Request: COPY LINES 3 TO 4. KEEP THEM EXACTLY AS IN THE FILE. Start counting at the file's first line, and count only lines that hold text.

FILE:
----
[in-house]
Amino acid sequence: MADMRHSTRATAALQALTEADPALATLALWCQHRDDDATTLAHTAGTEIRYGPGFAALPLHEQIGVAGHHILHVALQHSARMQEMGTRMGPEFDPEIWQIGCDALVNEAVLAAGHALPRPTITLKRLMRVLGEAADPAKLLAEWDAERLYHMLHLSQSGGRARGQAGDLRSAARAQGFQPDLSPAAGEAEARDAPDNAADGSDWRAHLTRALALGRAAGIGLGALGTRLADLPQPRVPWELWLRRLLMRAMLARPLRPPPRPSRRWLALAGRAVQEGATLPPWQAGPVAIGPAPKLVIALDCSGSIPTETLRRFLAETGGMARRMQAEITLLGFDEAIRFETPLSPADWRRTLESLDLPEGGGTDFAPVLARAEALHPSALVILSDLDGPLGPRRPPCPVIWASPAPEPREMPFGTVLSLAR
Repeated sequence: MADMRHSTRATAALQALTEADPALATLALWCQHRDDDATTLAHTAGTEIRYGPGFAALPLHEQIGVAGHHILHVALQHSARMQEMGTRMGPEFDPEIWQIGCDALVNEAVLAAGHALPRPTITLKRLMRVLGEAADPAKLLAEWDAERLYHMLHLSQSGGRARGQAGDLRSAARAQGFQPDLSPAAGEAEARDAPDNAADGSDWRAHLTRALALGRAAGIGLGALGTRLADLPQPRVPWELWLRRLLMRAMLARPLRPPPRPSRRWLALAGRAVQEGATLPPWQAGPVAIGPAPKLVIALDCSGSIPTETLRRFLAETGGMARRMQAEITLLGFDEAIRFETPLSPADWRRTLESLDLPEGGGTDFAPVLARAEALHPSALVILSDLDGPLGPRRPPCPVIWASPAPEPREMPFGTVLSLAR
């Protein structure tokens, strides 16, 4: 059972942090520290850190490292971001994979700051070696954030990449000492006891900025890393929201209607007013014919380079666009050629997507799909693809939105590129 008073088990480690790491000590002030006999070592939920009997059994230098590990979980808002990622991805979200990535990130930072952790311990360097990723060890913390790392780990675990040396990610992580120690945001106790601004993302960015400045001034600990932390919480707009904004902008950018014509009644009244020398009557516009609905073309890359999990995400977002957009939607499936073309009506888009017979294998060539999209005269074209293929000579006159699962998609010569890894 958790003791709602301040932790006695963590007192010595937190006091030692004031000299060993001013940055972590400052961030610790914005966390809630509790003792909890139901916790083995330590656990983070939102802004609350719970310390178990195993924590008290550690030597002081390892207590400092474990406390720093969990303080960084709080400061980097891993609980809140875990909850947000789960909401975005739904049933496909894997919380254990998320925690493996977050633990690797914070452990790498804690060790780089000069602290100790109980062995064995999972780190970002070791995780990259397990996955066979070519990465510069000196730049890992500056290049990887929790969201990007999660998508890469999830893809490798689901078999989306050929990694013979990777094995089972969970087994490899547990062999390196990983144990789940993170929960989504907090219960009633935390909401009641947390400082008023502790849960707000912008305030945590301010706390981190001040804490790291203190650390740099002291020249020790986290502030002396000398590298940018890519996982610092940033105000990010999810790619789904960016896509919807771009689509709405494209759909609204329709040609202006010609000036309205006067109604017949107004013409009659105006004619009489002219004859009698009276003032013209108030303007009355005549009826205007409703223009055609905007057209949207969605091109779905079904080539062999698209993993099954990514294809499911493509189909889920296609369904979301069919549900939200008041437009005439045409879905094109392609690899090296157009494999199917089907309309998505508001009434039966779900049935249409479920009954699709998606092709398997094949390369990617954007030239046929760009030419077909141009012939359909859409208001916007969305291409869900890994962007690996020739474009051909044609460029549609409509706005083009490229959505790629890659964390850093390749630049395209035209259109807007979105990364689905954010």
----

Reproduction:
Repeated sequence: MADMRHSTRATAALQALTEADPALATLALWCQHRDDDATTLAHTAGTEIRYGPGFAALPLHEQIGVAGHHILHVALQHSARMQEMGTRMGPEFDPEIWQIGCDALVNEAVLAAGHALPRPTITLKRLMRVLGEAADPAKLLAEWDAERLYHMLHLSQSGGRARGQAGDLRSAARAQGFQPDLSPAAGEAEARDAPDNAADGSDWRAHLTRALALGRAAGIGLGALGTRLADLPQPRVPWELWLRRLLMRAMLARPLRPPPRPSRRWLALAGRAVQEGATLPPWQAGPVAIGPAPKLVIALDCSGSIPTETLRRFLAETGGMARRMQAEITLLGFDEAIRFETPLSPADWRRTLESLDLPEGGGTDFAPVLARAEALHPSALVILSDLDGPLGPRRPPCPVIWASPAPEPREMPFGTVLSLAR
């Protein structure tokens, strides 16, 4: 059972942090520290850190490292971001994979700051070696954030990449000492006891900025890393929201209607007013014919380079666009050629997507799909693809939105590129 008073088990480690790491000590002030006999070592939920009997059994230098590990979980808002990622991805979200990535990130930072952790311990360097990723060890913390790392780990675990040396990610992580120690945001106790601004993302960015400045001034600990932390919480707009904004902008950018014509009644009244020398009557516009609905073309890359999990995400977002957009939607499936073309009506888009017979294998060539999209005269074209293929000579006159699962998609010569890894 958790003791709602301040932790006695963590007192010595937190006091030692004031000299060993001013940055972590400052961030610790914005966390809630509790003792909890139901916790083995330590656990983070939102802004609350719970310390178990195993924590008290550690030597002081390892207590400092474990406390720093969990303080960084709080400061980097891993609980809140875990909850947000789960909401975005739904049933496909894997919380254990998320925690493996977050633990690797914070452990790498804690060790780089000069602290100790109980062995064995999972780190970002070791995780990259397990996955066979070519990465510069000196730049890992500056290049990887929790969201990007999660998508890469999830893809490798689901078999989306050929990694013979990777094995089972969970087994490899547990062999390196990983144990789940993170929960989504907090219960009633935390909401009641947390400082008023502790849960707000912008305030945590301010706390981190001040804490790291203190650390740099002291020249020790986290502030002396000398590298940018890519996982610092940033105000990010999810790619789904960016896509919807771009689509709405494209759909609204329709040609202006010609000036309205006067109604017949107004013409009659105006004619009489002219004859009698009276003032013209108030303007009355005549009826205007409703223009055609905007057209949207969605091109779905079904080539062999698209993993099954990514294809499911493509189909889920296609369904979301069919549900939200008041437009005439045409879905094109392609690899090296157009494999199917089907309309998505508001009434039966779900049935249409479920009954699709998606092709398997094949390369990617954007030239046929760009030419077909141009012939359909859409208001916007969305291409869900890994962007690996020739474009051909044609460029549609409509706005083009490229959505790629890659964390850093390749630049395209035209259109807007979105990364689905954010």